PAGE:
Overall, while Player clearly has tried for decades to rehabilitate his image after gladly becoming the internationally condemned face of an apartheid regime, later acting as if he had actually wanted to be a change agent… he also very much became a fan of weak reconciliation after apartheid ended, preserving white economic domination and losing the support of even Mandela.
Seems like a “nice guy” opportunist ambassador who has been more than willing to go along with whatever regime or leader can make him rich quickest.
Just not seeing his qualification for such an award. As Maria Farrell explained recently:
The moral hazard is clear; why would anyone do the right thing from the beginning when they can take the money, have their fun, and then, when the wind changes, convert their status and relative wealth into special pleading and a whole new career?
Those gun-running high-dollar events fit perfectly and could at least explain the white nationalist White House today rewarding him for some long clandestine security angle. He may have been playing a role to help massage American business interests through and around the global apartheid boycotts (per the Nixon-era white nationalist “Tar Baby” foreign policy as described in 1976).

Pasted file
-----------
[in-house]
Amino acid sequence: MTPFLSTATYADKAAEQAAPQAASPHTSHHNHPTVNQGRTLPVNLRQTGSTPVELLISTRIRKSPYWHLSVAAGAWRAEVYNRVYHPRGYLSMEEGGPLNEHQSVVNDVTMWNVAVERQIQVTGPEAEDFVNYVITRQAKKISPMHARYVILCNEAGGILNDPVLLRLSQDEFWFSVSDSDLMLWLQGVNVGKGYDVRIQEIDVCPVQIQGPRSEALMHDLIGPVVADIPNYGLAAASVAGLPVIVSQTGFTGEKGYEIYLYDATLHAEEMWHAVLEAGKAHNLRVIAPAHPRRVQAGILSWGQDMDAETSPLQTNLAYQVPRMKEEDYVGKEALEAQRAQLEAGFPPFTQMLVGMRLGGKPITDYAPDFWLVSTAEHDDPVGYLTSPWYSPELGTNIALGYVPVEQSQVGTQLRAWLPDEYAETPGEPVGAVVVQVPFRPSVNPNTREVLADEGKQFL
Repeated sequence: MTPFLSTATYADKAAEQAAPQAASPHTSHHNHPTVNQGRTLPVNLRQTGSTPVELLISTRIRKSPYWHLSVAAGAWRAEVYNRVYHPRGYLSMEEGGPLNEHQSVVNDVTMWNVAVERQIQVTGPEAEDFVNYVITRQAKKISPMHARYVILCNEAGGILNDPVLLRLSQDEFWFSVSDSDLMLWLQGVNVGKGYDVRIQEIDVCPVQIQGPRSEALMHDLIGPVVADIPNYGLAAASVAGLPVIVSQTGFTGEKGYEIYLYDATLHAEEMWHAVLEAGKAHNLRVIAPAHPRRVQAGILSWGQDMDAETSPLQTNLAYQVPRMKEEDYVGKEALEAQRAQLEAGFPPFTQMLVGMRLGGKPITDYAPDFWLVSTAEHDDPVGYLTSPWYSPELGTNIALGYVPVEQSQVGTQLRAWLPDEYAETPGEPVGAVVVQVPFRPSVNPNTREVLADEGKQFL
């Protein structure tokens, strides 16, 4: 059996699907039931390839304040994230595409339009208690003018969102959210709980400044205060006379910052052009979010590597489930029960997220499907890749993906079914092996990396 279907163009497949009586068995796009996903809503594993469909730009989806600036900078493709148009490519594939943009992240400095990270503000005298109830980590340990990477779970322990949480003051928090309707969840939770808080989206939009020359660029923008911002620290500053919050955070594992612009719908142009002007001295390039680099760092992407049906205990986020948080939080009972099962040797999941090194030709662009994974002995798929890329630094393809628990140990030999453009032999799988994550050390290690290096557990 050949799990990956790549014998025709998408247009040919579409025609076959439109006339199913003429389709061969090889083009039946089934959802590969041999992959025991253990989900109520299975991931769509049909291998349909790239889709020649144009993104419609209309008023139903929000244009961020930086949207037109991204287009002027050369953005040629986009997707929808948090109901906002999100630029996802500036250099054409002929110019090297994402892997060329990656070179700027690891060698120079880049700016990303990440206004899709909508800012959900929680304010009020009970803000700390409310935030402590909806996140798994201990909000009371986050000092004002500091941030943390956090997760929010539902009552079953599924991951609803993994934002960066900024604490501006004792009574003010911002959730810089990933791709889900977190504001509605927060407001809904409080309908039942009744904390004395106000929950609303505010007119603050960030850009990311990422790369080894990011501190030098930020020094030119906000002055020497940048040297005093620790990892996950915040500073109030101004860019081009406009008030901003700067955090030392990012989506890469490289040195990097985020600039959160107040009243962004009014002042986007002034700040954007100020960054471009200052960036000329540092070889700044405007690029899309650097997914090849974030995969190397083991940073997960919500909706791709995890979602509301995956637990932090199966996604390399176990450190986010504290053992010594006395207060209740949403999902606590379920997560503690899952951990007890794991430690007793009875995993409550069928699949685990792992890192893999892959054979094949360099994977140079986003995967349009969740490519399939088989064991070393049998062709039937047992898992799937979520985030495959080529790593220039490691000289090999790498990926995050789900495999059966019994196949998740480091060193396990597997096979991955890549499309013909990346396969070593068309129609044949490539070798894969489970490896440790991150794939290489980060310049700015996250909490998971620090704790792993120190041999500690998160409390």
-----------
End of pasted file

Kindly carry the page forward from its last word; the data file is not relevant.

I’m being told a hidden science laboratory has been revealed deep inside an American corporation, tasked with finding a final solution to the problem of staff productivity loss from illness.
As weird and twisted as this may sound for a national healthcare system to be so deficient that a self-interested empire builder has an illness laboratory, it’s entirely true.
Amazon is working on a cure for the common cold in a years-long, top secret effort called “Project Gesundheit,” according to three people familiar with the effort.
It’s secretive because a search to cure the common cold would obviously make everyone very sick if they found out, right? And these people leaking details definitely are not trying to slow or stop its progress before it’s too late.
I mean of course Amazon’s CEO dresses like the villain in an Indiana Jones movie and calls his secret research to eliminate unfit workers Gesundheit…